Analysis: Winds of change?

The tent camp is already influencing policy – and maybe, if it continues, can succeed in creating real change.

By EMILY SILVERMAN
July 27, 2011 02:20
4 minute read.
Press conference at tent-city housing protest

Tent city 311. (photo credit: Ben Hartman)

It’s not clear what’s more astonishing here: young Israelis demonstrating passionately for social justice, or the Netanyahu government announcing new national legislation promoting affordable housing.

But what is clear is that the tent camp is already influencing policy – and maybe, if it continues, can succeed in creating real change.

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The news from Tuesday’s press conference is that the government is starting to veer from the well-worn free market track.

The beginning of the speech was still on the beaten trail: how increasing the supply of homes would reduce prices for all.

But the message became more interesting after that.

One initiative was to sell public land at below-market value to developers who commit to building rental housing, including from 25 to 40 percent submarket rate rentals.

Another proposed measure relates to inclusionary housing legislation, following a well-established practice internationally in which municipalities require developers to allocate a portion of new homes for affordable housing, usually indistinguishable from the market-rate units. And a third component included an ambitious program to meet the need for student housing in the periphery, by building thousands of new dormitory rooms.

These initiatives do differ significantly from past policies. The government is finally adopting measures to promote rental housing at sub-market rates, a significant departure from the national obsession with home ownership. And the government is finally proposing steps that require significant budgetary commitments, over and above “eliminating bureaucracy.”

As a responsible government, it must know it’s just not possible to develop below-market rate rental housing without subsidies for building and managing the homes. Surely it’s aware that inclusionary housing legislation, everywhere in the world, always comes with a dedicated package of funding streams or financial incentives. And it must be obvious that no private developer is going to build student dormitories in the periphery, where the cost of land is already negligible, without guarantees of an income stream, and probably also direct grants.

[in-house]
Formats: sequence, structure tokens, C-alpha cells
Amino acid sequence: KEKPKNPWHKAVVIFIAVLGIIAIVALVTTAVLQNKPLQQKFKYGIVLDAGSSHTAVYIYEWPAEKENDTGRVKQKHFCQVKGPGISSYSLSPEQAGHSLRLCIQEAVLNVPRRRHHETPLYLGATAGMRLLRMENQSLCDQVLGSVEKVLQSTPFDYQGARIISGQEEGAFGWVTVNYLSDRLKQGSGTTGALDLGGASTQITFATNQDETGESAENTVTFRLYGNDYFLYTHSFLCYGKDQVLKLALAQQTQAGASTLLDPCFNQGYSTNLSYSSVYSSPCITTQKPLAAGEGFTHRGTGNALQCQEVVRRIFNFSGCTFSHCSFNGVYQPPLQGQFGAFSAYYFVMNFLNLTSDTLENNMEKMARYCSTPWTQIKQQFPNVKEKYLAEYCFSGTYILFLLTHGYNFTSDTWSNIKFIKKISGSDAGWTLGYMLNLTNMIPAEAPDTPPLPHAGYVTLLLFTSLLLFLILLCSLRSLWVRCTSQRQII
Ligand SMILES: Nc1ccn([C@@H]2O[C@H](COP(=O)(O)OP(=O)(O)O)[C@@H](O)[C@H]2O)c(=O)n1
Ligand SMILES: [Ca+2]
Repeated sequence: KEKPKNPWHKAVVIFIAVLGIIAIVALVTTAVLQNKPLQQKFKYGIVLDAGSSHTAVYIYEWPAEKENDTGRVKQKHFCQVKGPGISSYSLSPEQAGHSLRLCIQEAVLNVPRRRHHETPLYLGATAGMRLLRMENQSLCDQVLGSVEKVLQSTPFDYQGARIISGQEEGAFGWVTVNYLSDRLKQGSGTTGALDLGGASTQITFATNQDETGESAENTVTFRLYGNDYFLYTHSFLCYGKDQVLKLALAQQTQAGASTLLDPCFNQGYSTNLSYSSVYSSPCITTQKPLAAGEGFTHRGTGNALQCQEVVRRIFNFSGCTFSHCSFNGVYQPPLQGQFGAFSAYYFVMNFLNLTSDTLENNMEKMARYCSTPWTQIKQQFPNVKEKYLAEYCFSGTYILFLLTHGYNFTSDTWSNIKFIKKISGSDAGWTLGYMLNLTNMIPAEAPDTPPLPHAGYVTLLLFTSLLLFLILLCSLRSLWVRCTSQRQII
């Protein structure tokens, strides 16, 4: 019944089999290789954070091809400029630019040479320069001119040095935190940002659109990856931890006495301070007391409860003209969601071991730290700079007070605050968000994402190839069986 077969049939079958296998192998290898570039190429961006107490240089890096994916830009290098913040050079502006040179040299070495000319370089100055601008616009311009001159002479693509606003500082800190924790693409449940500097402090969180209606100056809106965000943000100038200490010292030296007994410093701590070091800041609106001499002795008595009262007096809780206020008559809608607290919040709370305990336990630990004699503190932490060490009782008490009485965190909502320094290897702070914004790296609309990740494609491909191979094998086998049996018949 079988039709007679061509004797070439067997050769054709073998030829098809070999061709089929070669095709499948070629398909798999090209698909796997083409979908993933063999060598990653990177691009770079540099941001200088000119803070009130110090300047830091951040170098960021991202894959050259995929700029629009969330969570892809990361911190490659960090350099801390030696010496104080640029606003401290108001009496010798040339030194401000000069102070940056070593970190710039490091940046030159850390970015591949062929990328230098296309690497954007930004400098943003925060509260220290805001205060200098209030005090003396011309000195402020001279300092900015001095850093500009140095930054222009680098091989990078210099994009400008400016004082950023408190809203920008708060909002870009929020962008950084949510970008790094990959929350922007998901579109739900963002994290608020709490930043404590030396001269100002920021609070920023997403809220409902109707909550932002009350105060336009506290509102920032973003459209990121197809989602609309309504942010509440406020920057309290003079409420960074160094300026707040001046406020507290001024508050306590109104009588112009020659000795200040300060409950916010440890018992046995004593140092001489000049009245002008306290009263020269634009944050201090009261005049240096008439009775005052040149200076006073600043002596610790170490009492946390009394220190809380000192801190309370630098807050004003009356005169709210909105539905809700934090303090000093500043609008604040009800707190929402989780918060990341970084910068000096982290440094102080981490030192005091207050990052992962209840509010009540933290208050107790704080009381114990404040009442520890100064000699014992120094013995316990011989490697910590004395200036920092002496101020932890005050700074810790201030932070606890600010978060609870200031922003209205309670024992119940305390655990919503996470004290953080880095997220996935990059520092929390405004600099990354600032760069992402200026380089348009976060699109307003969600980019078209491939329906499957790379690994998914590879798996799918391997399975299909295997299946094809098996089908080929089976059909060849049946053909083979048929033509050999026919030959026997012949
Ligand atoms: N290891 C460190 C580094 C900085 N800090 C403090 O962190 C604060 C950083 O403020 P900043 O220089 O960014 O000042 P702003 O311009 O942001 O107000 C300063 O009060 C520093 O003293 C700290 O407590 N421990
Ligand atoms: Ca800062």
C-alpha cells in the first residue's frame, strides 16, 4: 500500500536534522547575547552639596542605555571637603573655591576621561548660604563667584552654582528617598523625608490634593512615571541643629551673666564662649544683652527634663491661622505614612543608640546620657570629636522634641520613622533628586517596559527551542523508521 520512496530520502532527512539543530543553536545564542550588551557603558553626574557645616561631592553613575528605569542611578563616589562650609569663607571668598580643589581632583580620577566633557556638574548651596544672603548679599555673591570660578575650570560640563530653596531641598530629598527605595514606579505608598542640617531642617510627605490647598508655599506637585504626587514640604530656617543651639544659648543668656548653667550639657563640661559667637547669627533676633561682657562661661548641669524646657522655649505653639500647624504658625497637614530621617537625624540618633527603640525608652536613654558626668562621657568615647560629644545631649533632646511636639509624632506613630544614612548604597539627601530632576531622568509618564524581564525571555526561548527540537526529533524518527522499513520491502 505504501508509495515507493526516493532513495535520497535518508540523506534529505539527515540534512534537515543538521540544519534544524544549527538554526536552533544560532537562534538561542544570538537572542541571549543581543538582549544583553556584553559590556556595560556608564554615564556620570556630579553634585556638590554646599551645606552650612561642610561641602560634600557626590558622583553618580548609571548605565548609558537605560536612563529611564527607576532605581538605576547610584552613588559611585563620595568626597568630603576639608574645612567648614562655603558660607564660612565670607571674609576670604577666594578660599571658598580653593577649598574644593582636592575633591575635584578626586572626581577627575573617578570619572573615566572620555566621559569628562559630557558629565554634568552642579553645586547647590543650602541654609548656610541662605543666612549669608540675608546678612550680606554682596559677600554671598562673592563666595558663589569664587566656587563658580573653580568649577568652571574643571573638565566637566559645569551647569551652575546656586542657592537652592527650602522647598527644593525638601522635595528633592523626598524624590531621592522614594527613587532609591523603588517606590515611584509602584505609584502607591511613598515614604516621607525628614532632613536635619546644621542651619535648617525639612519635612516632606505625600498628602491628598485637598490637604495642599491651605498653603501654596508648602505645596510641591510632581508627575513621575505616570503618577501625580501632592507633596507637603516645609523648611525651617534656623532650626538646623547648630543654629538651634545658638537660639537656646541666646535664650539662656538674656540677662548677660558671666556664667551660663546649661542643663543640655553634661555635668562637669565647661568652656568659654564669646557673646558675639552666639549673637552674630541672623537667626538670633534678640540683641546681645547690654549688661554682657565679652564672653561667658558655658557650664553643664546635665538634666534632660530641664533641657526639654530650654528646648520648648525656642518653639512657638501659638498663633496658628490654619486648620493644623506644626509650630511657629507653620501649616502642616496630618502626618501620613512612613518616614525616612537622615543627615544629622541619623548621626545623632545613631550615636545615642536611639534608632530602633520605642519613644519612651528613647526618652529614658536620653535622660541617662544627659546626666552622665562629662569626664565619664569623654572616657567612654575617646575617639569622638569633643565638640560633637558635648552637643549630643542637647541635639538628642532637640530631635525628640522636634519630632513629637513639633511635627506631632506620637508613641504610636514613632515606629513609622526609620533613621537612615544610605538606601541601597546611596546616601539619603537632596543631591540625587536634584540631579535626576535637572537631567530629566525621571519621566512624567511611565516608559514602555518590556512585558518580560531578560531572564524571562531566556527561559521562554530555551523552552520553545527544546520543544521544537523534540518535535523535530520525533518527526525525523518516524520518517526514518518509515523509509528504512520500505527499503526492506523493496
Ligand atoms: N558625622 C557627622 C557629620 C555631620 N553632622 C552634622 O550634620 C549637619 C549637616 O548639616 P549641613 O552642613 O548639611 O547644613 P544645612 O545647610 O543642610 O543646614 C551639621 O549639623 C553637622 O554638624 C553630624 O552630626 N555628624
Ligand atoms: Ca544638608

So the tent dwellers are right to say “we’ll follow the money” – the prime minister or housing and finance ministers never mentioned the cost of the programs, or the budgetary sources. Neither did they articulate important details of the proposals: who will be eligible for rental housing, how much will it cost, how long can one remain there, who will manage and maintain it, what are the roles and expectations from city government and, critically, where will the new homes be built.

But, assuming the government allocates sufficient budgets, and develops equitable criteria, do these proposals meet the expectations of the tent dwellers? Not yet.

All the proposals were aimed at “young people,” “students,” and “young couples.” But the voices from tent camps have made it clear that the advocates aren’t struggling just for themselves.

They are the voice of a much larger segment of the unrepresented population who are also unable to afford the cost of housing: elderly people whose pensions have been cut and who can’t afford to retrofit their homes for wheelchairs, very poor families who can only find work if they live where they can’t afford the rent, people who purchased their public housing homes and now find themselves unable to maintain the building and those Arab citizens of Israel who don’t own land, and in whose towns there simply is no rental market or homes for sale.

A very different set of solutions is needed for these large groups.

The starting measures include new public housing, rental allowances pegged to household income and to the real costs of rent, and not arbitrarily determined by the Treasury, support for nonprofit social purchasing groups, and loans and grants for home repairs. More creatively, the government could look into funding nonprofit agencies to help owners reinforce their buildings against earthquakes, using national planning benefits, such as TAMA 38, to build new affordable rental housing on the additional floors.

The government could announce plans to help stabilize the existing rental market by allowing cities to offer owners the chance to have their property professionally managed, in return for agreeing to stable rent increases. And they could, and should, devote significant resources to making all our cities, not just Tel Aviv, into vibrant places where creative young people can ride a bike to work, walk their children to school, live next to people very different from themselves and be surprised, once in a while, by what’s around the corner.

The measures announced are an important first step. The tent camp inhabitants, and all their many supporters, can take hope, and remain steadfast in pursuit of inclusive and comprehensive social justice. Perhaps this generation of Israelis will come to believe in their own ability to make a difference. If so – they just might make a better future for all of us.

Dr. Emily Silverman lectures on housing policy and social planning at the Technion, Israel Institute of Technology, and is a Senior Research Fellow at the Samuel Neaman Institute for National Policy Research.


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